Biden’s victory in South Carolina had a lot to do with Rep. Jim Clyburn (D-S.C.). The highest-ranking Black member of Congress endorsed the former vice president, whom he calls a friend, earlier this week in an emotional news conference. The event that didn’t go unnoticed by South Carolina voters. Nearly half of those who showed up to cast their ballot on Saturday cited the endorsement as an important factor in their decision, according to an exit poll.
“My buddy, Jim Clyburn, you brought me back!” Biden exclaimed upon taking the stage on Saturday.
“I did not feel free to speak about it or to even deal with it inside because I had not committed to his candidacy. ... I’m all in, and I’m not going to sit back idly and watch people mishandle this campaign,” Clyburn said. “I think we will have to sit down and get serious about how we retool this campaign ... we need to do some retooling in the campaign, no question about that.”
The congressman didn’t identify what exactly was lacking from Biden’s operation. But on Saturday, Biden’s campaign announced that Clyburn would be campaigning for him in Fayetteville, North Carolina, suggesting he would be taking an active role going forward.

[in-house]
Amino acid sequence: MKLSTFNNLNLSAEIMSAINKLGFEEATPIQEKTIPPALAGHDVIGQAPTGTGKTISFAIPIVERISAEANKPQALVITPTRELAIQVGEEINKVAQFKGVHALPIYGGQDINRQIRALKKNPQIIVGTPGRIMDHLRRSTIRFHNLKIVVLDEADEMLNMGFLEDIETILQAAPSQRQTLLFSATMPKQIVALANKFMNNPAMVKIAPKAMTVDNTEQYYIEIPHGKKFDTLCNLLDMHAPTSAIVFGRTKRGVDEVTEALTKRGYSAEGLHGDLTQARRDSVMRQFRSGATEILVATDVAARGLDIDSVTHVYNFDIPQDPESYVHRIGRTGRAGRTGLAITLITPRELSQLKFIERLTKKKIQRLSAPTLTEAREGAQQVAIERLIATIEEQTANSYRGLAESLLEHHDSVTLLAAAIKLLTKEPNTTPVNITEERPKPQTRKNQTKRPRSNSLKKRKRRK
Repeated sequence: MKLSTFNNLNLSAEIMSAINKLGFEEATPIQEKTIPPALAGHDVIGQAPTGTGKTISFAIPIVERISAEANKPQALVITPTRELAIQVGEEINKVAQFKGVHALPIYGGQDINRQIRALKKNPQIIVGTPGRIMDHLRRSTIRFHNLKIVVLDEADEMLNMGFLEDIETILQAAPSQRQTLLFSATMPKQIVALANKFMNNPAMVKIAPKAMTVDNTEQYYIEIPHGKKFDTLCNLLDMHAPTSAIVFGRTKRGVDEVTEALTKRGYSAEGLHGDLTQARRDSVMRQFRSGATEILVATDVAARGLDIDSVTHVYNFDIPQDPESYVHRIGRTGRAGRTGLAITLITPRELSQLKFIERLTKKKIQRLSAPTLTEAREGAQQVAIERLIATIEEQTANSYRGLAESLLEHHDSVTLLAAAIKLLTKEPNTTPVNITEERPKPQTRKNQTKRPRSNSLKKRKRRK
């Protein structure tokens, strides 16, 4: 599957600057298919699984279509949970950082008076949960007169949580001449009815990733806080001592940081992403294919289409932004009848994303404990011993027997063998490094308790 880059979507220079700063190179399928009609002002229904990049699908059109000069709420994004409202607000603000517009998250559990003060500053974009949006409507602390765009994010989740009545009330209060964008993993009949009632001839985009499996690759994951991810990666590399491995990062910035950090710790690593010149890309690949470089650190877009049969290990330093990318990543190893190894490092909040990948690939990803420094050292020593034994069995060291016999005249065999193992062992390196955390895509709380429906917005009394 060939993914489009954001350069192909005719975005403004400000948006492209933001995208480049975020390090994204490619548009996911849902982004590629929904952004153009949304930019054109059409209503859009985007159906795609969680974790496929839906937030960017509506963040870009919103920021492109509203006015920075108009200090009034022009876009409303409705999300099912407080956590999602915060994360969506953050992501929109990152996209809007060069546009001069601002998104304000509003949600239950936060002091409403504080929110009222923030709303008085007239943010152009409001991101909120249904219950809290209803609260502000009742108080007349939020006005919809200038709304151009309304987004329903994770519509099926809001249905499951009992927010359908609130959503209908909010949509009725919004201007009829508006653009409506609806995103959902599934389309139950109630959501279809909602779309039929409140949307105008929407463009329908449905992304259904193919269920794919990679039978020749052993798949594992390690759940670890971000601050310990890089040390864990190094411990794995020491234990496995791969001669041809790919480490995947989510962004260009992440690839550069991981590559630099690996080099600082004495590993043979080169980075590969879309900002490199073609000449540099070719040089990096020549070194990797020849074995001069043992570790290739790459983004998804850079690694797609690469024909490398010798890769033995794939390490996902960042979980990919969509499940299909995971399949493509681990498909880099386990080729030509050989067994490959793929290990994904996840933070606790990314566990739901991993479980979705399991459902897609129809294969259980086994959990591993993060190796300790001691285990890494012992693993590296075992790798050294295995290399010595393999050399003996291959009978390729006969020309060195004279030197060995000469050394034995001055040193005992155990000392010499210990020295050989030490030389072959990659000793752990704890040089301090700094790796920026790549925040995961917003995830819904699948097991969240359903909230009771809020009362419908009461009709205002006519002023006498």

If he was good enough for the Barack Obama administration, he should be good enough for the next administration coming in. Ben Johnson, voter
Still, Saturday was a much-needed boost to Biden’s campaign and to his supporters, many of whom gathered to watch the results and celebrate his success at a raucous election night party in Columbia.
“It’s a big deal. It lets you know it’s not over until it’s over. He won real big in South Carolina,” Mildred Gooden, a substitute teacher from Orangeburg, said as she watched coverage of the election on the screen.
Leonard Lee, a state park manager who flew from Boston to attend the party, said he felt the South Carolina win increased Biden’s chances of becoming the Democratic nominee.
“Polls can be manipulated by anything. I truly believe that as we leave South Carolina, you’re going to see things change a great deal,” he said.
Biden’s appeal to Black voters was palpable across the state. The overwhelming majority of voters at A.C. Corcoran Elementary School in North Charleston on Saturday afternoon were Black, and most said they were casting their votes for Biden.
“If he was good enough for the Barack Obama administration, he should be good enough for the next administration coming in,” said Ben Johnson, a retired firefighter.
Johnson did not have strong feelings about other candidates, including Sanders, who he said “would make a good president if he gets in there.”
However, Johnson worried that Sanders, who survived a heart attack in October but is just a year older than Biden, might not be able to endure the “stress” that comes with occupying the White House.
Biden has scheduled a stop in Selma, Alabama, on Sunday, followed by events in Texas and California. The next few days will be critical to his campaign as fundraising picks up and pressure grows on other candidates to rethink their paths forward.
Daniel Marans contributed to this report.